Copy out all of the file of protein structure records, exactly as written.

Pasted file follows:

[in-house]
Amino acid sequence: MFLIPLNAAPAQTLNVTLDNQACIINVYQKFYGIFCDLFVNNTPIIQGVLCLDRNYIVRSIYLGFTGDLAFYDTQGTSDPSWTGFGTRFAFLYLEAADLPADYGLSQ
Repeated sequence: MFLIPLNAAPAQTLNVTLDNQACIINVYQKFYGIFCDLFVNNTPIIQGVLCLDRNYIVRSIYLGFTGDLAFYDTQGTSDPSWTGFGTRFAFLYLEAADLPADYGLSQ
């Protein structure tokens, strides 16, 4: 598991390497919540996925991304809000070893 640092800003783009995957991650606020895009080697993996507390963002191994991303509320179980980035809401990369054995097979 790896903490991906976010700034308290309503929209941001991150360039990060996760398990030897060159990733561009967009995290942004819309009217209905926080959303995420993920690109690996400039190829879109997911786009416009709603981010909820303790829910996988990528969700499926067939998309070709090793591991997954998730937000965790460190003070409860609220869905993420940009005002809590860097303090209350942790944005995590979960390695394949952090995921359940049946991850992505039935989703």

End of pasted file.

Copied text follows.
[in-house]
Amino acid sequence: MFLIPLNAAPAQTLNVTLDNQACIINVYQKFYGIFCDLFVNNTPIIQGVLCLDRNYIVRSIYLGFTGDLAFYDTQGTSDPSWTGFGTRFAFLYLEAADLPADYGLSQ
Repeated sequence: MFLIPLNAAPAQTLNVTLDNQACIINVYQKFYGIFCDLFVNNTPIIQGVLCLDRNYIVRSIYLGFTGDLAFYDTQGTSDPSWTGFGTRFAFLYLEAADLPADYGLSQ
């Protein structure tokens, strides 16, 4: 598991390497919540996925991304809000070893 640092800003783009995957991650606020895009080697993996507390963002191994991303509320179980980035809401990369054995097979 790896903490991906976010700034308290309503929209941001991150360039990060996760398990030897060159990733561009967009995290942004819309009217209905926080959303995420993920690109690996400039190829879109997911786009416009709603981010909820303790829910996988990528969700499926067939998309070709090793591991997954998730937000965790460190003070409860609220869905993420940009005002809590860097303090209350942790944005995590979960390695394949952090995921359940049946991850992505039935989703």